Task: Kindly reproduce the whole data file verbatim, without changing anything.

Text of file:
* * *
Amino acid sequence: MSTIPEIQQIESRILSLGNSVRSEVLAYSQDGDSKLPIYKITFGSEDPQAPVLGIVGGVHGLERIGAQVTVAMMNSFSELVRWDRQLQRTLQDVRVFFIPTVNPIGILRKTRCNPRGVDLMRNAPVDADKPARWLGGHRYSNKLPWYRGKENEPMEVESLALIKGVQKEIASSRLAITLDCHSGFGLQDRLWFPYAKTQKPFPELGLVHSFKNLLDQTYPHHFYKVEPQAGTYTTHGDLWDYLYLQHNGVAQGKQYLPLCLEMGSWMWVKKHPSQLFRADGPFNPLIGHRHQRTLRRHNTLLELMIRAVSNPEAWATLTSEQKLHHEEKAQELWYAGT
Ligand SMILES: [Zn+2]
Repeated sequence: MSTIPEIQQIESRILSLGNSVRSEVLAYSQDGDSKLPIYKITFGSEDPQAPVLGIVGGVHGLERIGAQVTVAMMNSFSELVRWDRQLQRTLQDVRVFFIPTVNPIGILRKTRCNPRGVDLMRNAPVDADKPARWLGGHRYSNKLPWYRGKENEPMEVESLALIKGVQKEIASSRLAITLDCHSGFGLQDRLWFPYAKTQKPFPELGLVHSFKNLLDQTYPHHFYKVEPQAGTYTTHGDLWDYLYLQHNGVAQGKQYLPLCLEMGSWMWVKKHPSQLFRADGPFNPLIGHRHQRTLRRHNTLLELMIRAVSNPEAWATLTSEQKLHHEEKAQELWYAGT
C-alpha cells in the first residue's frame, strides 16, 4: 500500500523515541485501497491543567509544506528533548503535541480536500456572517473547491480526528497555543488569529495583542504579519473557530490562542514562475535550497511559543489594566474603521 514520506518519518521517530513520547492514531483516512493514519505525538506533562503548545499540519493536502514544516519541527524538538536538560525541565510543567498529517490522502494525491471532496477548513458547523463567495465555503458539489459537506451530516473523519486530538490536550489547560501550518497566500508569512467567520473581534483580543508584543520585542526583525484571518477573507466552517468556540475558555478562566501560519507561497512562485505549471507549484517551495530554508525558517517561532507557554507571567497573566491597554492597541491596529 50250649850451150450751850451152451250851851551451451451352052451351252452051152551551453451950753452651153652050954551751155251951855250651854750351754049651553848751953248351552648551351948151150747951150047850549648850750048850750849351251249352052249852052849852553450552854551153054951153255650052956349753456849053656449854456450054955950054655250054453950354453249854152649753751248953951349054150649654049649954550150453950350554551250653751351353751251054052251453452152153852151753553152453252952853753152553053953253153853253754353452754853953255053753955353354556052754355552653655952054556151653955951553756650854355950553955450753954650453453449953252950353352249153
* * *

Amino acid sequence: MSTIPEIQQIESRILSLGNSVRSEVLAYSQDGDSKLPIYKITFGSEDPQAPVLGIVGGVHGLERIGAQVTVAMMNSFSELVRWDRQLQRTLQDVRVFFIPTVNPIGILRKTRCNPRGVDLMRNAPVDADKPARWLGGHRYSNKLPWYRGKENEPMEVESLALIKGVQKEIASSRLAITLDCHSGFGLQDRLWFPYAKTQKPFPELGLVHSFKNLLDQTYPHHFYKVEPQAGTYTTHGDLWDYLYLQHNGVAQGKQYLPLCLEMGSWMWVKKHPSQLFRADGPFNPLIGHRHQRTLRRHNTLLELMIRAVSNPEAWATLTSEQKLHHEEKAQELWYAGT
Ligand SMILES: [Zn+2]
Repeated sequence: MSTIPEIQQIESRILSLGNSVRSEVLAYSQDGDSKLPIYKITFGSEDPQAPVLGIVGGVHGLERIGAQVTVAMMNSFSELVRWDRQLQRTLQDVRVFFIPTVNPIGILRKTRCNPRGVDLMRNAPVDADKPARWLGGHRYSNKLPWYRGKENEPMEVESLALIKGVQKEIASSRLAITLDCHSGFGLQDRLWFPYAKTQKPFPELGLVHSFKNLLDQTYPHHFYKVEPQAGTYTTHGDLWDYLYLQHNGVAQGKQYLPLCLEMGSWMWVKKHPSQLFRADGPFNPLIGHRHQRTLRRHNTLLELMIRAVSNPEAWATLTSEQKLHHEEKAQELWYAGT
C-alpha cells in the first residue's frame, strides 16, 4: 500500500523515541485501497491543567509544506528533548503535541480536500456572517473547491480526528497555543488569529495583542504579519473557530490562542514562475535550497511559543489594566474603521 514520506518519518521517530513520547492514531483516512493514519505525538506533562503548545499540519493536502514544516519541527524538538536538560525541565510543567498529517490522502494525491471532496477548513458547523463567495465555503458539489459537506451530516473523519486530538490536550489547560501550518497566500508569512467567520473581534483580543508584543520585542526583525484571518477573507466552517468556540475558555478562566501560519507561497512562485505549471507549484517551495530554508525558517517561532507557554507571567497573566491597554492597541491596529 50250649850451150450751850451152451250851851551451451451352052451351252452051152551551453451950753452651153652050954551751155251951855250651854750351754049651553848751953248351552648551351948151150747951150047850549648850750048850750849351251249352052249852052849852553450552854551153054951153255650052956349753456849053656449854456450054955950054655250054453950354453249854152649753751248953951349054150649654049649954550150453950350554551250653751351353751251054052251453452152153852151753553152453252952853753152553053953253153853253754353452754853953255053753955353354556052754355552653655952054556151653955951553756650854355950553955450753954650453453449953252950353352249153